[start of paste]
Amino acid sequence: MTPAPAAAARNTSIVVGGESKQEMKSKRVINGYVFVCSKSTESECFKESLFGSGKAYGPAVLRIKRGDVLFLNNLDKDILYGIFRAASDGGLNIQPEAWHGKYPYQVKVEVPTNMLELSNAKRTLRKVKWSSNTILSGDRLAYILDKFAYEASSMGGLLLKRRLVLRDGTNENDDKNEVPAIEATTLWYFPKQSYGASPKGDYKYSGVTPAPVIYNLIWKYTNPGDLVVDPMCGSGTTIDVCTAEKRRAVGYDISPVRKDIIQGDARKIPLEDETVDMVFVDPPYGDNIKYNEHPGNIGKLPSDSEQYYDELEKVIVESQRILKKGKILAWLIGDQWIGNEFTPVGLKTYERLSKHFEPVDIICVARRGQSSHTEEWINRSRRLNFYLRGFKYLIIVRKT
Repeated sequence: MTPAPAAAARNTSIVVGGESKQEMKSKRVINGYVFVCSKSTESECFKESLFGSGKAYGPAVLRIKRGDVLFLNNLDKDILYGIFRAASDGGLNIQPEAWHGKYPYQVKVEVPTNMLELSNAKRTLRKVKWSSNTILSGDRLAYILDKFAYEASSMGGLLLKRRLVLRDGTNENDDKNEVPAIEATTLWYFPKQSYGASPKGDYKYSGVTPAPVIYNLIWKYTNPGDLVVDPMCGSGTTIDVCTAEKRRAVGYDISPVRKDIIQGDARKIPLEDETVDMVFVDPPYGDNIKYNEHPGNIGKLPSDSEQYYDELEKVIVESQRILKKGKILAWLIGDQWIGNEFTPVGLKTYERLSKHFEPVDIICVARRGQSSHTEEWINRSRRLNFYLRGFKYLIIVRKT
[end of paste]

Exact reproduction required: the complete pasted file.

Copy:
Amino acid sequence: MTPAPAAAARNTSIVVGGESKQEMKSKRVINGYVFVCSKSTESECFKESLFGSGKAYGPAVLRIKRGDVLFLNNLDKDILYGIFRAASDGGLNIQPEAWHGKYPYQVKVEVPTNMLELSNAKRTLRKVKWSSNTILSGDRLAYILDKFAYEASSMGGLLLKRRLVLRDGTNENDDKNEVPAIEATTLWYFPKQSYGASPKGDYKYSGVTPAPVIYNLIWKYTNPGDLVVDPMCGSGTTIDVCTAEKRRAVGYDISPVRKDIIQGDARKIPLEDETVDMVFVDPPYGDNIKYNEHPGNIGKLPSDSEQYYDELEKVIVESQRILKKGKILAWLIGDQWIGNEFTPVGLKTYERLSKHFEPVDIICVARRGQSSHTEEWINRSRRLNFYLRGFKYLIIVRKT
Repeated sequence: MTPAPAAAARNTSIVVGGESKQEMKSKRVINGYVFVCSKSTESECFKESLFGSGKAYGPAVLRIKRGDVLFLNNLDKDILYGIFRAASDGGLNIQPEAWHGKYPYQVKVEVPTNMLELSNAKRTLRKVKWSSNTILSGDRLAYILDKFAYEASSMGGLLLKRRLVLRDGTNENDDKNEVPAIEATTLWYFPKQSYGASPKGDYKYSGVTPAPVIYNLIWKYTNPGDLVVDPMCGSGTTIDVCTAEKRRAVGYDISPVRKDIIQGDARKIPLEDETVDMVFVDPPYGDNIKYNEHPGNIGKLPSDSEQYYDELEKVIVESQRILKKGKILAWLIGDQWIGNEFTPVGLKTYERLSKHFEPVDIICVARRGQSSHTEEWINRSRRLNFYLRGFKYLIIVRKT